CINCINNATI, OCT. 17 -- When the Oakland Athletics traded for Willie McGee in late August, they did so more out of necessity than desire. Two months later, the A's apparently believe that the deal was one they might have been better off not making.

In McGee, Oakland officials thought they were getting a solid defensive center fielder and a speedy No. 2 hitter to complement Rickey Henderson at the top of the lineup. What they've seen, however, is an unsteady, sometimes indifferent outfielder whose offensive style has proven more detrimental to Henderson than troublesome to opponents.

McGee's shortcomings at the plate were glaring Tuesday during Oakland's 7-0 loss to the Cincinnati Reds in Game 1 of the World Series. On the surface, the performance wasn't so bad: one for five, with a single and a stolen base -- about par for the Athletics' dismantling at the hands of Jose Rijo, Rob Dibble and Randy Myers.

The irritating part was that Henderson was on base four times, and on each occasion McGee swung at the first pitch to come his way. "This guy just doesn't comprehend what the hitter behind Rickey Henderson should be doing," one Oakland player said today. "How can you go up there just hacking away and not give Rickey a chance to run?" For a good deal of his St. Louis Cardinals career, McGee batted second behind Vince Coleman, also a spectacular base stealer.

Henderson refused to comment on the situation, but McGee's free swinging caused a few icy stares to be directed toward the Oakland dugout Tuesday. Manager Tony La Russa said he doesn't try to alter any player's batting style dramatically and that McGee "saw pitches he thought he could hit, so he swung away."

Said McGee: "I'm an aggressive hitter, and I went after what looked good. Maybe I'm not the best second-place hitter, but I can't change my whole approach overnight."

With left-hander Danny Jackson starting for the Reds tonight, McGee was benched in favor of Dave Henderson -- whose injury led to McGee's acquisition. Carney Lansford batted in the No. 2 spot tonight, when Henderson stole second in the first inning.

McGee is eligible for free agency after the season, and the A's now seem inclined to let him go. "If he goes, he goes," General Manager Sandy Alderson said recently. "We'll take the {compensatory} draft choices and make do."

Schottzie Noses In

Another Schottzie-induced fiasco ensued during tonight's ceremonial first pitch by Barbara Bush. The St. Bernard of Reds owner Marge Schott was led away from the First Lady after sniffing her skirt, and confusion followed.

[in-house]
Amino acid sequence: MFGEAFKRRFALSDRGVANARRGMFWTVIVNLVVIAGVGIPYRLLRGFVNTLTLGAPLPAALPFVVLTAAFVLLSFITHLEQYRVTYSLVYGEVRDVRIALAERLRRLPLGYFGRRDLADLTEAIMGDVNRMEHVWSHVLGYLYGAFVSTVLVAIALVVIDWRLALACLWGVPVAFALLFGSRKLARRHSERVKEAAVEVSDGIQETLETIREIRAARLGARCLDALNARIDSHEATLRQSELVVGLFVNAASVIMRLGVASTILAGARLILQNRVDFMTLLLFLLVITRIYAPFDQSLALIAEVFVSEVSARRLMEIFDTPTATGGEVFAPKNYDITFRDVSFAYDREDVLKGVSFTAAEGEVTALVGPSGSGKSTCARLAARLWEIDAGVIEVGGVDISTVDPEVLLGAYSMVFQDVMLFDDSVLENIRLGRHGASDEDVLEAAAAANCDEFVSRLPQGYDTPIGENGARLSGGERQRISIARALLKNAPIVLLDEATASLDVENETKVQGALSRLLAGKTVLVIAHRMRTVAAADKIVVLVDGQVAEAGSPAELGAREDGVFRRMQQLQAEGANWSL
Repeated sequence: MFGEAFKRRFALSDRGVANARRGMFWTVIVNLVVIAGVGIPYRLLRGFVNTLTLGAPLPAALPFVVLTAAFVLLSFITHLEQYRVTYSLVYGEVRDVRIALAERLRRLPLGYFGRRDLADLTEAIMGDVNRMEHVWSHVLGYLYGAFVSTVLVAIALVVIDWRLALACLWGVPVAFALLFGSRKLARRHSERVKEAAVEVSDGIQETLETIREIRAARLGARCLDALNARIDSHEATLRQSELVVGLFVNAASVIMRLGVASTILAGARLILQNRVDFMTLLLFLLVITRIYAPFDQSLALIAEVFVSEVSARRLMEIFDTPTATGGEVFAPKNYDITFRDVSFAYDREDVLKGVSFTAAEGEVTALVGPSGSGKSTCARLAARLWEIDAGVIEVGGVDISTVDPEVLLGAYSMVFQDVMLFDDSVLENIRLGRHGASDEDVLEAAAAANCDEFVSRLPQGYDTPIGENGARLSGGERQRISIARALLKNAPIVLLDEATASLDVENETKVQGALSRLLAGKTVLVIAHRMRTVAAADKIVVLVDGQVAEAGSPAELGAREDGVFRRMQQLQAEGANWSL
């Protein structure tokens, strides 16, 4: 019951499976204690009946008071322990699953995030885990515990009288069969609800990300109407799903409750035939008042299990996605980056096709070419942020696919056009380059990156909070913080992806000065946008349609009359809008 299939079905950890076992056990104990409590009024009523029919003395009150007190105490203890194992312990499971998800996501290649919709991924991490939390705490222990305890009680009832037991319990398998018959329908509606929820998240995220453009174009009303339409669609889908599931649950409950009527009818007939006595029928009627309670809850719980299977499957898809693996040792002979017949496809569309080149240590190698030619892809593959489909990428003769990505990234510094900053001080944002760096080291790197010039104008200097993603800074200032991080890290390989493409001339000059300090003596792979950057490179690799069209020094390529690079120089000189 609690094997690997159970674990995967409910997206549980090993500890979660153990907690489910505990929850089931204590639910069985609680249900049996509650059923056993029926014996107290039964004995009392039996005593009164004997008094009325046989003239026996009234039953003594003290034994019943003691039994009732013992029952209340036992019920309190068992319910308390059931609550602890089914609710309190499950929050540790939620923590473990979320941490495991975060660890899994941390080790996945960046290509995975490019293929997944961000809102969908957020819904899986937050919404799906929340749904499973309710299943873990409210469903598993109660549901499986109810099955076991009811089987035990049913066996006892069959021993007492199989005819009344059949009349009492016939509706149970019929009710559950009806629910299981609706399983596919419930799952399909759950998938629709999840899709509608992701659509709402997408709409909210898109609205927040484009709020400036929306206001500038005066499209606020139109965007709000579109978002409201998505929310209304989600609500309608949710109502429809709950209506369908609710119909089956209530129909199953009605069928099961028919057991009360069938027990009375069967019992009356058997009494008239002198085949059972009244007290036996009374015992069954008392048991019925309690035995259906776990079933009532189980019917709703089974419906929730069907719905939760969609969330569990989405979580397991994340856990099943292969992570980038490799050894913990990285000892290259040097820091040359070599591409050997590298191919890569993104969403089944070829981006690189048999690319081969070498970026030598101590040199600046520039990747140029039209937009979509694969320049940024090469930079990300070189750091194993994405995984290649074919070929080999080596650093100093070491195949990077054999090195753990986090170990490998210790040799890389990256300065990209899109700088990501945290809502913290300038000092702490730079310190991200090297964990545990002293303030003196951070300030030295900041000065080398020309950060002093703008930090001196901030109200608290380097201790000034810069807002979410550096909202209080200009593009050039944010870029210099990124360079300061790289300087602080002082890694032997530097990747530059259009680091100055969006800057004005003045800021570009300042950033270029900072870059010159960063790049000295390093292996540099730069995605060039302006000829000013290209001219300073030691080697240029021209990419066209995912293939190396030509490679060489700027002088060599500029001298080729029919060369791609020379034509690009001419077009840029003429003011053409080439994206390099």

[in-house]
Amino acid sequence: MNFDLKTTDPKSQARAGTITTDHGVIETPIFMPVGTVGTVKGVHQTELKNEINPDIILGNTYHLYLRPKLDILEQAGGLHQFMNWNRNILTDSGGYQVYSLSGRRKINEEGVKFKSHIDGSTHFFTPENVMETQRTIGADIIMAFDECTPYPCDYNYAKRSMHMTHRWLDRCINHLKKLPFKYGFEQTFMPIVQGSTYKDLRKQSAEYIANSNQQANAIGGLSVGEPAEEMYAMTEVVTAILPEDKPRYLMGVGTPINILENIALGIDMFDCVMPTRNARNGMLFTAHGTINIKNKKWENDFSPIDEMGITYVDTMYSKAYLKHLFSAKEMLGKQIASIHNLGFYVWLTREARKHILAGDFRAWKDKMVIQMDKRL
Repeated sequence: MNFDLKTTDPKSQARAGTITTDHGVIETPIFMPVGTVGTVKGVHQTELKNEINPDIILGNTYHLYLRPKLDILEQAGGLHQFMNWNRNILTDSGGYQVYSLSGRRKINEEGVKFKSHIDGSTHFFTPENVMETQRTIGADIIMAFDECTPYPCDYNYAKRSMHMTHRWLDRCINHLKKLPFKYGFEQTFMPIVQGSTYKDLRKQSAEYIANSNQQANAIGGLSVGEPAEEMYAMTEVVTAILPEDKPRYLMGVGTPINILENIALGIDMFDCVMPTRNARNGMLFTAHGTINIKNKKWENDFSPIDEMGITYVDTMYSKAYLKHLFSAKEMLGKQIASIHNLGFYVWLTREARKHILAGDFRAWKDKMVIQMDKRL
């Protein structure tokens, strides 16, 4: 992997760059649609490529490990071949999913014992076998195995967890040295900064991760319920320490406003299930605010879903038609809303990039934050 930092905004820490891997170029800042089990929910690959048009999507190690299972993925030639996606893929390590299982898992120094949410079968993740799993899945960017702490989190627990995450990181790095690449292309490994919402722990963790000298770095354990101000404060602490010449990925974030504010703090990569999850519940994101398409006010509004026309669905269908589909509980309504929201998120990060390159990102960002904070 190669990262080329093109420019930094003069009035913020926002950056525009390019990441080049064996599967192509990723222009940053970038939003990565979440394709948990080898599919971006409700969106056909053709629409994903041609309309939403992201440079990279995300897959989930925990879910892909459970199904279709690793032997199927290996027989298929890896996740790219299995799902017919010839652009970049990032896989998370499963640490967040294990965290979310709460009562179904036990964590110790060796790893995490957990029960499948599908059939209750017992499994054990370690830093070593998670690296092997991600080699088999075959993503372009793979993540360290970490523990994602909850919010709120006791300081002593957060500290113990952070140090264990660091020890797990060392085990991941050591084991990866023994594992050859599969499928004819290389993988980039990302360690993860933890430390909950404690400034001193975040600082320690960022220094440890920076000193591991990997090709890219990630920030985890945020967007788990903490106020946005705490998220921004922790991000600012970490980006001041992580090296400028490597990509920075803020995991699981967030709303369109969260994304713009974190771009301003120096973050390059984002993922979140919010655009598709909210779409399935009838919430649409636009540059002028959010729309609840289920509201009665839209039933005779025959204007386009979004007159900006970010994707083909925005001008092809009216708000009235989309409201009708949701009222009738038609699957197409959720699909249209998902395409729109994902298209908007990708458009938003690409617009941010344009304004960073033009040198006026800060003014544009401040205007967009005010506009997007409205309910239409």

Bush exchanged a kiss with Reds Manager Lou Piniella. Not to be outdone, A's Manager Tony La Russa rushed out for equal treatment -- but was headed off and kissed by Schott. Then La Russa, a noted animal-rights activist, halted matters to have his picture taken with Schottzie.

Rijo Takes Heat

The series' rhetoric heated up today. Rijo tried to softpedal his way around his Tuesday statement that Cincinnati's National League Championship Series victims, the Pittsburgh Pirates, might be "tougher than Oakland."

Said Rijo: "I meant tougher to me, because all of the left-handed hitters that Pittsburgh has gave me a lot of trouble. . . . But Oakland is the best team in baseball, no doubt."

The A's, however, were unmoved. "I was glad to see them do a lot of talking after winning one game," right fielder Jose Canseco said. "It will make things sweeter for us in the end. . . . All they did was extend things to six games."

Reporter Arrested

An Associated Press reporter, Ronald Blum, was arrested after tonight's game for an incident that occurred outside the press box elevator. Witnesses said Blum knocked over an unidentified woman, then was arrested by police officers as he tried to proceed onto the elevator.

He reportedly was told by the officers he would be charged with resisting arrest. . . .

Reds pitchers had registered 13 consecutive scoreless innings in World Series play (since 1976) before tonight's first inning. . . . Cincinnati relievers entered Game 2 with a 0.44 ERA in the 1990 postseason. . . .

A's second baseman Willie Randolph became the fifth player to record World Series hits in three decades with a second-inning single in Game 1.